Another Mallapuram in making in Assam – Fatwa foribids Islamic last rites to sterilized men

published on June 23, 2013

Excerpts from Nida Najar’s On Assam’s River Islands, Family Planning Clashes Against Religious Tradition

Mazerchar is in the district of Dhubri, whose residents are mostly Muslims of Bengali origin. Many of the chars in Assam are islands in the Brahmaputra River and can disappear over time due to floods, just as regularly as new char islands form from silt deposits. Mazerchar is one of the several chars that are actually connected to the mainland. The district’s population has been growing rapidly: the growth rate of Dhubri, released last month by the Census of India, was 24.4 percent from 2001 to 2011, above the statewide average of 17.07 percent and the highest in Assam.

Health experts say a lack of education and family planning, as well as the common practice of child marriage, has the char population growing at a rate at which the eroding soil cannot support. And as different ethnic groups compete for ever-scarce land, a significant number of the Assamese are erroneously linking the growing numbers of Muslims to illegal immigration from Bangladesh, which has been at the center of a volatile debate and has led to intense violence and forced displacement.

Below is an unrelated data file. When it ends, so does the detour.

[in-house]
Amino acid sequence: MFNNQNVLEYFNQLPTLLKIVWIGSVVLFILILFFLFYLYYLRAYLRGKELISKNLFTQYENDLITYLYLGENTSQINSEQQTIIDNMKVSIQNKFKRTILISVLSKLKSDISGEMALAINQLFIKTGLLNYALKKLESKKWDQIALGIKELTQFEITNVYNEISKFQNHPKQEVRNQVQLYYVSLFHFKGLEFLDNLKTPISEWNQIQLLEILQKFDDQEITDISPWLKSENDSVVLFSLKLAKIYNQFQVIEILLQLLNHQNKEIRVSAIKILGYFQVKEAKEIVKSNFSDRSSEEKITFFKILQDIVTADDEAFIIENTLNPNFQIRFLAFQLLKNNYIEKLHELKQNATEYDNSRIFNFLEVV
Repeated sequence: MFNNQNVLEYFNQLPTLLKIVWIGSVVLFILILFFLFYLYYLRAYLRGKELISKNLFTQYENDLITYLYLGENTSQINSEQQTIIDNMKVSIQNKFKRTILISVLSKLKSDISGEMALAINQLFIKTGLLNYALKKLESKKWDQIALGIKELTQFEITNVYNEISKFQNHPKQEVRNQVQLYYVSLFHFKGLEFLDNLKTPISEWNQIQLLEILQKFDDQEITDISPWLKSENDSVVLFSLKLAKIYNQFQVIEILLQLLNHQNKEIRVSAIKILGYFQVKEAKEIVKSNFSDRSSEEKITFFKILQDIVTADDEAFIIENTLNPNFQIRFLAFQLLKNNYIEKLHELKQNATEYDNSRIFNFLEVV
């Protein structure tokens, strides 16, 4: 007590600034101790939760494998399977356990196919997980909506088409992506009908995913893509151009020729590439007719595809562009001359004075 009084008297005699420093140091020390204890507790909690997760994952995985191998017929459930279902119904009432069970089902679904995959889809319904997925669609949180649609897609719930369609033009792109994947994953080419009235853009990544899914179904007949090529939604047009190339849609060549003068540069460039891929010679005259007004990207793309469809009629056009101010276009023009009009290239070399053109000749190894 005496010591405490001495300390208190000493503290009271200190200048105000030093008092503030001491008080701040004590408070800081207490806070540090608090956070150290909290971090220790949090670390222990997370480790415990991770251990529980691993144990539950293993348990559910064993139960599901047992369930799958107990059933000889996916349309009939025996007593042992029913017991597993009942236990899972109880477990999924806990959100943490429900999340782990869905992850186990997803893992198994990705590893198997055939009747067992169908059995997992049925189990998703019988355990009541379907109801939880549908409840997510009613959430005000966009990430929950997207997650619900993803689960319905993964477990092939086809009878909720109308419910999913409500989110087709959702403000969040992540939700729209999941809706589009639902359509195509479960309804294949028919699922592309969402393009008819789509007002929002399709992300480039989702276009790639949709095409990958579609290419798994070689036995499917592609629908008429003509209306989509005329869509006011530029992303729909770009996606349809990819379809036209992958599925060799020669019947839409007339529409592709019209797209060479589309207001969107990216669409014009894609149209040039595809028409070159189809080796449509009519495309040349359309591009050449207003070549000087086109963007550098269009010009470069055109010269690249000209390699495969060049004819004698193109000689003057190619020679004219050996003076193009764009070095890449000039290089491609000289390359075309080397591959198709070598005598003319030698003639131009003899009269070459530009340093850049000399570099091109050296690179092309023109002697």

“People say they are coming from Bangladesh,” said Ilias Ali, director of the Global Hospital in Guwahati and a partner in the National Rural Health Mission’s quest to bring family planning to the chars. “But they are not Bangladeshis; they are from undivided Bengal. If we invest money to education and health facilities, their numbers will go down.”

Yet Dr. Ali acknowledges that the Muslim communities in the char areas are resistant to family planning efforts, particularly when he has tried to encourage the men to undergo no-scalpel vasectomies, a procedure that avoids the potential complications of a tubal ligation for women but remains extremely unpopular.

In 2010, along with the National Rural Health Mission, he organized a camp for tubal ligations and vasectomies in Hatsingimarie, in Dhubri district. Over 200 women and around 20 men underwent one of the procedures, according to his records. But only days later, he received word that the Dhubri faction of Jamiat Ulema-e-Hind (Organization of Indian Islamic Scholars), a conservative organization of Indian Muslim clerics, had distributed fliers in a local mosque in Hatsingimarie forbidding imams to attend the last rites of the sterilized men.

Read detailed report @
http://india.blogs.nytimes.com/2013/06/19/on-assams-river-islands-family-planning-clashes-against-religious-tradition/?_r=0

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